Over the past few months, Skylum has teased a few key features of the upcoming Luminar 4. It’s all about making photo editing automated, easier and much faster than before. After showing you how its AI-powered features work, Skylum has now officially released Luminar 4 and it’s ready for preorders.
Phase One has officially launched Capture One 11, the latest version of their RAW conversion and image editing software. It builds on the previous version, but it’s packed with new and improved features. It seems that the main focus was making the workflow faster and more efficient for the users, and from the preview, the updates sound really useful. The company says they have responded to customer’s needs with the latest version of the software. So, let’s see what’s new in Capture One 11.
Today, Macphun announced the release of the latest version of their HDR creation software. Aurora HD 2018 will soon be available for preorders, and what’s more – for the first time, it will be available for PC, and not only for Mac.
The software was co-developed with photographer Trey Ratcliff, with the goal of simplifying the complex HDR editing. Since its launch in November 2015, it reached 1.7 million users. There have been more than 10 updates since then, and the latest one comes with improvements and new features.
When Adobe switched to subscription-only plan, it made many users angry. However, there are some advantages to this plan, according to photographer Justin Odisho. He shares some of the greatest benefits of paying a monthly subscription for your Adobe apps. One of them is certainly the cost, but according to Justin – there’s more than just the larger affordability.
A gift for photographers comes from DxO Labs. In cooperation with Digital Camera UK, they are giving away a free license for DxO OpticsPro 9, for a limited time. All you need to do is submit your email address and do it by the 28th of February – and it’s all yours.
Have you ever thought what it would be like to use an app like Siri, but for photo editing? Judging from Adobe’s latest video, this might become reality. They are exploring what an intelligent digital assistant for photo editing might look like, and they presented their idea in this short video.
Hi photo lovers, In the past two months, I’ve been doing a market research for my project, Photolemur. I looked for different tools in the area of photo enhancement and photo editing. I spent quite a lot of time on research and gathered quite a lot of feedback from the community on my initial findings.
I decided to share my huge list of photography tools and apps with the hopes that all these services might be useful for anyone involved with photography. Let me just put this here….
All new image software that gets released wants to become your go-to software. Coming in against the world of Lightroom and Photoshop can be a tough prospect. So tough that even Apple bowed out, completely dropping Aperture from its product line. There have been one or two challengers, but nothing really has the market that Adobe do.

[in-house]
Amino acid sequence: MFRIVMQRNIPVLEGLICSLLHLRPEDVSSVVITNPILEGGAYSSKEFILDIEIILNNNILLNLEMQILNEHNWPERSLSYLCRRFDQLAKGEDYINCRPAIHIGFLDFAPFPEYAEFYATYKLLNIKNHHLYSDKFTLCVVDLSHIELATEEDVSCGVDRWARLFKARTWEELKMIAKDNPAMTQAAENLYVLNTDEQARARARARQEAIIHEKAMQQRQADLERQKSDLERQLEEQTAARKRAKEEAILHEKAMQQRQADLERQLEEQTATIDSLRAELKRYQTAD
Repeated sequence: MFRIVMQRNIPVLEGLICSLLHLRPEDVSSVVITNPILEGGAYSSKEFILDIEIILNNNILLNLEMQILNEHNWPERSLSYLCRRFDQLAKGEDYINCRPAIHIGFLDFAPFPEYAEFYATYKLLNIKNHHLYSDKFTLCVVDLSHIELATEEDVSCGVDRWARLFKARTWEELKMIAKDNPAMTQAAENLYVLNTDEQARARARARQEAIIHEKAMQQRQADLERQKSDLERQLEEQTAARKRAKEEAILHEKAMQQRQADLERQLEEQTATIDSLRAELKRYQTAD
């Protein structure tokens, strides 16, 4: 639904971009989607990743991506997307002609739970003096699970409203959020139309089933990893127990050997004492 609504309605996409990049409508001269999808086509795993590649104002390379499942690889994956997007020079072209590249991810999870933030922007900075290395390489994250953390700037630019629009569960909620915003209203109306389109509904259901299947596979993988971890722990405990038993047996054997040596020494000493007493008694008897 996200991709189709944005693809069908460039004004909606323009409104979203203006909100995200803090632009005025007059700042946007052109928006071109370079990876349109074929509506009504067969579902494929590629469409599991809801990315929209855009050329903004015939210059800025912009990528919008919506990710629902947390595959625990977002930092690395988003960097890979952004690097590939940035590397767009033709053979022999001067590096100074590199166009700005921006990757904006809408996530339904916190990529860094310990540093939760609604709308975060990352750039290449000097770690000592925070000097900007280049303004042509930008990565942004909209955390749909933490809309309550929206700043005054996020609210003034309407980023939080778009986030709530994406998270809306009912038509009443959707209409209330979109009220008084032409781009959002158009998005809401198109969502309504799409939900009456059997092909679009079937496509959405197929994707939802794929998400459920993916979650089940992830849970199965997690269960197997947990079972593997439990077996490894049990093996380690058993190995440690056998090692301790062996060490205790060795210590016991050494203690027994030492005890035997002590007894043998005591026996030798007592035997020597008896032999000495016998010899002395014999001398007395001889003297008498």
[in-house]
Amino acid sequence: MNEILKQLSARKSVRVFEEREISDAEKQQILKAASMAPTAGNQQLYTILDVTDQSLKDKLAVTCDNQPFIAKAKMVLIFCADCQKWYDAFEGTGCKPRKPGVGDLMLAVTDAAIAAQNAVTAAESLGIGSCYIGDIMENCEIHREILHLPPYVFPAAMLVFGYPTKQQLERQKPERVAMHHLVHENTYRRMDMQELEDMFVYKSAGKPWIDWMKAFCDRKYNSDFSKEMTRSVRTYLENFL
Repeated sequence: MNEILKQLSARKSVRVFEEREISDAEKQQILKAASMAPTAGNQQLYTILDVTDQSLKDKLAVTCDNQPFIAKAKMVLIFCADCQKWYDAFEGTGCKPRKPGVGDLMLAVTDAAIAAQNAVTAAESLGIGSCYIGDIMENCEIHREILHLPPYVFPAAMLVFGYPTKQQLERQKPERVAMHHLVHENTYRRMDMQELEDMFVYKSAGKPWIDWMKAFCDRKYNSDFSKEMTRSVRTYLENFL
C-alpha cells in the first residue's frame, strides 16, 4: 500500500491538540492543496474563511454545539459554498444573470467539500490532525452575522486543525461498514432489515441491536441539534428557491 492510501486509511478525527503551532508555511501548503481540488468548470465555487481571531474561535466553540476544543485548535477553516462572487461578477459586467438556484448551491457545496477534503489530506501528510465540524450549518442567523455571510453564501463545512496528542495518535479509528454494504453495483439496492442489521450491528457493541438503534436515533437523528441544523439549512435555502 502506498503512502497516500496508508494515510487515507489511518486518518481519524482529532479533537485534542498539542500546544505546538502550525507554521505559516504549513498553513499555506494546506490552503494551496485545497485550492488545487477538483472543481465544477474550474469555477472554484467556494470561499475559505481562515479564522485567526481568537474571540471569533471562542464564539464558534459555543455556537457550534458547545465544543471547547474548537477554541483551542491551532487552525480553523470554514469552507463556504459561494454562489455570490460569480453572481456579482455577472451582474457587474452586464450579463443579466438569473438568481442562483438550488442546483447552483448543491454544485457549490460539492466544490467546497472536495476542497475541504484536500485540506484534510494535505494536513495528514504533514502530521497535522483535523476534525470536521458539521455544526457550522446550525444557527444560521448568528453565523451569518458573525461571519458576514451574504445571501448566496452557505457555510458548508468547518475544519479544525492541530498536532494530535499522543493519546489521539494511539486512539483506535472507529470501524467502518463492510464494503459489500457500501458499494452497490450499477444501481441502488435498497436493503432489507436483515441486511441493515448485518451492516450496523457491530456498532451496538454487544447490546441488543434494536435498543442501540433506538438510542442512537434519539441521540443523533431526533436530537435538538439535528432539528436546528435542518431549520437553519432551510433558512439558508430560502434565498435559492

Macphun are hoping to change that, though, with their new “next generation” all-in-one image editing software. Announced today, Luminar is a photo editing tool “which grows with photographers’ capability and knowledge”. Luminar has a non-destructive editing workflow, much like Lightroom or Adobe Camera Raw. It supports all the usual file formats including JPG and TIF along with all of the popular raw formats.
Do you ever notice how sophisticated and easily accessible futuristic technology can look at times when watching a movie? Just to throw an example out there, remember how subtly awesome it was when all Tony Stark needed to do to paint his armor was ask Jarvis to add some hot rod color? As advanced as technology is these days, Louis C.K. was right; we’re a bit spoiled when it comes down to how much we expect. Just the other night, I had a friend complaining that he was stuck on 4G because there wasn’t any LTE in the area.
The bottom line is that efficiency and speed both play a big role in how technology moves forward. As simple as it is to take your phone out and press a button to show the screen, we ended up finding a way to make pushing it unnecessary. As simple as it is to type in a password to buy an app, we replaced it with a fingerprint sensor. And as efficient as it is to Photoshop your pictures to change the weather, we’ve now found a way to let an algorithm do the job for us.
Visual Supply Company [VSCO] is a small company in Oakland, California. Right now, they employ 43 people. You’ve probably seen their name pop up on the photography charts in the iOS and Google Play app stores; that would be VSCO Cam, the company’s image-editing app, which has basically become an absolute must have for mobile photographers. Proving that they’re not just another filter processor, the company’s gained almost a cult-like following because of their commitment to film emulation. Reports are now coming in that another company’s seeing potential in them as well, with Accel Partners announcing their investment of $40 million into VSCO.